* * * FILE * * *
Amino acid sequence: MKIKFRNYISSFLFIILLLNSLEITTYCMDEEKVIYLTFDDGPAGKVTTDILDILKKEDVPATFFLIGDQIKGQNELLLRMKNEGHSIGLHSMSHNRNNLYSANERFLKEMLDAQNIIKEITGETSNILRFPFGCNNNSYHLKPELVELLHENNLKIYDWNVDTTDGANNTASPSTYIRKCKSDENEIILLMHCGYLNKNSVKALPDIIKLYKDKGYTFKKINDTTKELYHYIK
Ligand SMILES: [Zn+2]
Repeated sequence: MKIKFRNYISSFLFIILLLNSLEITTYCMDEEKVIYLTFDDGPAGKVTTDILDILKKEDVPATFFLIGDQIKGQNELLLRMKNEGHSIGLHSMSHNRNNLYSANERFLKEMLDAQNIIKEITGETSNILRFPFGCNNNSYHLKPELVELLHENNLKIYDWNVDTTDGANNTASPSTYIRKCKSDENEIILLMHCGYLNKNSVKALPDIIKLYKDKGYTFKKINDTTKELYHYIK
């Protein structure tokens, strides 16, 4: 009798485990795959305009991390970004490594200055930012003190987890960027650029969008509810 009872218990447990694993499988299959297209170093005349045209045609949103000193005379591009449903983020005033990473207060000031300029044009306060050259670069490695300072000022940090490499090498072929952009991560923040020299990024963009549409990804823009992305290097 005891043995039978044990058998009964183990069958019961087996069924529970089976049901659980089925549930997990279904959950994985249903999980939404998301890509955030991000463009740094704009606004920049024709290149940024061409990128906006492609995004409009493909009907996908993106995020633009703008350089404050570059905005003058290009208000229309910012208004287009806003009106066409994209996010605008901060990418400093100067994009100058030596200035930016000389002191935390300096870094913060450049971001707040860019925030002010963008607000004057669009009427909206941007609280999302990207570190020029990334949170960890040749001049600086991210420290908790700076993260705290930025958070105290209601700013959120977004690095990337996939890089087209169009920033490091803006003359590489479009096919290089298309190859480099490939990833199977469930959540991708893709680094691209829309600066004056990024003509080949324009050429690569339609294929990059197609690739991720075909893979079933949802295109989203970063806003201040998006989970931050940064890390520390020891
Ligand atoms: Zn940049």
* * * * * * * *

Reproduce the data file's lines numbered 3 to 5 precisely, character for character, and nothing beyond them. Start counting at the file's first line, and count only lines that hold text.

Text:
Repeated sequence: MKIKFRNYISSFLFIILLLNSLEITTYCMDEEKVIYLTFDDGPAGKVTTDILDILKKEDVPATFFLIGDQIKGQNELLLRMKNEGHSIGLHSMSHNRNNLYSANERFLKEMLDAQNIIKEITGETSNILRFPFGCNNNSYHLKPELVELLHENNLKIYDWNVDTTDGANNTASPSTYIRKCKSDENEIILLMHCGYLNKNSVKALPDIIKLYKDKGYTFKKINDTTKELYHYIK
């Protein structure tokens, strides 16, 4: 009798485990795959305009991390970004490594200055930012003190987890960027650029969008509810 009872218990447990694993499988299959297209170093005349045209045609949103000193005379591009449903983020005033990473207060000031300029044009306060050259670069490695300072000022940090490499090498072929952009991560923040020299990024963009549409990804823009992305290097 005891043995039978044990058998009964183990069958019961087996069924529970089976049901659980089925549930997990279904959950994985249903999980939404998301890509955030991000463009740094704009606004920049024709290149940024061409990128906006492609995004409009493909009907996908993106995020633009703008350089404050570059905005003058290009208000229309910012208004287009806003009106066409994209996010605008901060990418400093100067994009100058030596200035930016000389002191935390300096870094913060450049971001707040860019925030002010963008607000004057669009009427909206941007609280999302990207570190020029990334949170960890040749001049600086991210420290908790700076993260705290930025958070105290209601700013959120977004690095990337996939890089087209169009920033490091803006003359590489479009096919290089298309190859480099490939990833199977469930959540991708893709680094691209829309600066004056990024003509080949324009050429690569339609294929990059197609690739991720075909893979079933949802295109989203970063806003201040998006989970931050940064890390520390020891
Ligand atoms: Zn940049």